The breach of contract is bad enough, says TSSU spokesperson Derek Sahota, but the coverage that is imposed on their members is expensive. I reached Guard.me's Vice President for sales, Clark Hortsing at the international company's Canadian headquarters in Thornhill, Ontario. He declined to comment on the union's grievance with SFU, noting that it is currently in mediation. However, he did emphasize that the cost to students of his company's coverage at SFU was a consequence of the kind of coverage the university specified in its request for proposals from various insurance companies.
"We responded to a RFP," Hortsing said, "and we provided the coverage that SFU wanted."
"SFU is not working in the best interests of students here," Sahota told me. "They chose the most expensive provider, ignored our contract and failed to consult with students." He said that mediation meetings held December 4 and 5 between his union and SFU with arbitrator Vince Ready will eventually result in non-binding recommendations, which have not yet been issued. Absent a settlement acceptable to both sides, a full arbitration hearing with Ready will follow.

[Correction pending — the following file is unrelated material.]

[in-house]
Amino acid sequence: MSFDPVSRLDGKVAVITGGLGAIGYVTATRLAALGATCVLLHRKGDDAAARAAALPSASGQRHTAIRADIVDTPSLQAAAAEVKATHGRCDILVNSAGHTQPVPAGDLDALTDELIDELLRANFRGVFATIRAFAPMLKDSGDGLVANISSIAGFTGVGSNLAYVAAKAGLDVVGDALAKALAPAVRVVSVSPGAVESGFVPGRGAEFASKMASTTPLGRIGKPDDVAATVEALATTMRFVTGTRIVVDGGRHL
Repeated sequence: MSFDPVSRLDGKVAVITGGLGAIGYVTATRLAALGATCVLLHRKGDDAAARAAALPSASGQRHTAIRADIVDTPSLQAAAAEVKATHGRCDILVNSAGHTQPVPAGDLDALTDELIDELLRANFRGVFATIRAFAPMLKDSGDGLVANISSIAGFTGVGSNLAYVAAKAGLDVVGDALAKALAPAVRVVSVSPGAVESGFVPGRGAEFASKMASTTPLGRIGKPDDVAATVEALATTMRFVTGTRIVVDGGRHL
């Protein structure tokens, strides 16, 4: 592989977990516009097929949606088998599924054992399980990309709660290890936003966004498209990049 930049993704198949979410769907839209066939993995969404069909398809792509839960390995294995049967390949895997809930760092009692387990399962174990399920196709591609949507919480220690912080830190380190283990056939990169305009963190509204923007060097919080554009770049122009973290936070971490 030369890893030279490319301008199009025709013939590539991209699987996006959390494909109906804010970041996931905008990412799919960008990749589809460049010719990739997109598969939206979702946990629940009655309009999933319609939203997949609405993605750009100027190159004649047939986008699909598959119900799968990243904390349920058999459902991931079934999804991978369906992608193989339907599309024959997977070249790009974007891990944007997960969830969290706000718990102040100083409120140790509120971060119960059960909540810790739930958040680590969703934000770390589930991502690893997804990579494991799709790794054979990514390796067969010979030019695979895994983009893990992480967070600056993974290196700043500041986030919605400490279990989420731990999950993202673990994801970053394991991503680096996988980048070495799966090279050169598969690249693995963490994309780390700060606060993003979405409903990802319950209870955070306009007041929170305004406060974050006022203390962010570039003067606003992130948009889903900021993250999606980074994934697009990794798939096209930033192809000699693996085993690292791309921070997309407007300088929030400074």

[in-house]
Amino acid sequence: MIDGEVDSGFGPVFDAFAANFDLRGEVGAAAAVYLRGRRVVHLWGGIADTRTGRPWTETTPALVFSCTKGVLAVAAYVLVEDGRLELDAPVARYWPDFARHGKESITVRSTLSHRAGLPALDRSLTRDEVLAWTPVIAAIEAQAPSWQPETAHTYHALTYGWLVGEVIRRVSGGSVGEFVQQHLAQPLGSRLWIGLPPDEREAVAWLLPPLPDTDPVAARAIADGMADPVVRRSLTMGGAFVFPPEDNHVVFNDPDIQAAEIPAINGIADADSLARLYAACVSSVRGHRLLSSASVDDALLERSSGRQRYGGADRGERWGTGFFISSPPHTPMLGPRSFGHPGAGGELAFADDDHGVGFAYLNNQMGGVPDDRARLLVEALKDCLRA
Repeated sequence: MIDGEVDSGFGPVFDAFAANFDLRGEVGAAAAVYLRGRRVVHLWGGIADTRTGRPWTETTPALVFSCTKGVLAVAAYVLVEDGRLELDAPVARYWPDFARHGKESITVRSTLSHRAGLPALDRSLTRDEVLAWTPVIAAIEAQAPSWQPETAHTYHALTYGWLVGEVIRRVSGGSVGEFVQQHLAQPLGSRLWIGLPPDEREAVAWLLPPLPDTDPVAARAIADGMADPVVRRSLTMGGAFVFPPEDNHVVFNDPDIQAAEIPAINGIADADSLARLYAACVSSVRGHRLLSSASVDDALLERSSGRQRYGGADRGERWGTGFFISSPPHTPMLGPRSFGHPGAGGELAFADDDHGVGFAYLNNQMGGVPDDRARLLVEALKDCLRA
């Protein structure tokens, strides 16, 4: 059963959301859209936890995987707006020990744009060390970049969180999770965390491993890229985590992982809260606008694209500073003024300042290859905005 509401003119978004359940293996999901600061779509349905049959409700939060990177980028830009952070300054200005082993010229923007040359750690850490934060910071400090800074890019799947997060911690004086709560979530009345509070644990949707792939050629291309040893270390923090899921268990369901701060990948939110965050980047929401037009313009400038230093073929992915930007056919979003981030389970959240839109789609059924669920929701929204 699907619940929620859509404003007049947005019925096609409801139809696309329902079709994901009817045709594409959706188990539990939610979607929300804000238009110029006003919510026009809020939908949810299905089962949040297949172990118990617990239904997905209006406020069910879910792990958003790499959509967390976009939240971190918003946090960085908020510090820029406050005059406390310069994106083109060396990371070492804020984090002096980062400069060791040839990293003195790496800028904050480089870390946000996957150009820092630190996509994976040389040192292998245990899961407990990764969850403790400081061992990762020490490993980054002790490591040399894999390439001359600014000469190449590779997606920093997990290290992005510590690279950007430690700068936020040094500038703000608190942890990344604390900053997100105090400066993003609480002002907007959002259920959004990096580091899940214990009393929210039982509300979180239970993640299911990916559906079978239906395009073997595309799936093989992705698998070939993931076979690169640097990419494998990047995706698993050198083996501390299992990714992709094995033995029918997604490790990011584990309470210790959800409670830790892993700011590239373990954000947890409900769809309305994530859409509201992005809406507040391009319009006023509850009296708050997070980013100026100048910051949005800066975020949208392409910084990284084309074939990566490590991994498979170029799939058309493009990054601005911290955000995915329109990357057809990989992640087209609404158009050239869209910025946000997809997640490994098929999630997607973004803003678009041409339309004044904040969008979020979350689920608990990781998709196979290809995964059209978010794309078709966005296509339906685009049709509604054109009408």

The TSSU provided the Tyee with a group of internal email among SFU managers it obtained both through a Freedom of Information application and through disclosures required during the grievance process. Several troubling items are included in these email exchanges, including an estimate that 20 per cent of international students will end up still paying for Guard.me coverage in a second semester, when they are already eligible for MSP coverage. Patrick Lougheed, director of business and policy analysis for the registrar at SFU, whose name appears as the sender on the email making this estimate, told me he was not allowed to comment because of the ongoing arbitration process.
Another troubling comment found in the emails obtained by the union occurs in a November 9, 2011 email from Lindsay Neilson, who is listed on SFU webpage as a university expert on International Services for Students. Referring to earlier discussion about setting up the Guard.me coverage, Neilson writes. "Hi -- regarding this, we are not going to go forward with the group MSP idea though now, right. We're going to ding everyone every term instead, right?" On January 23, I asked Ms. Neilson to clarify this passage, but she refused to comment, claiming that the mediator had asked all parties in the dispute not to talk to the press.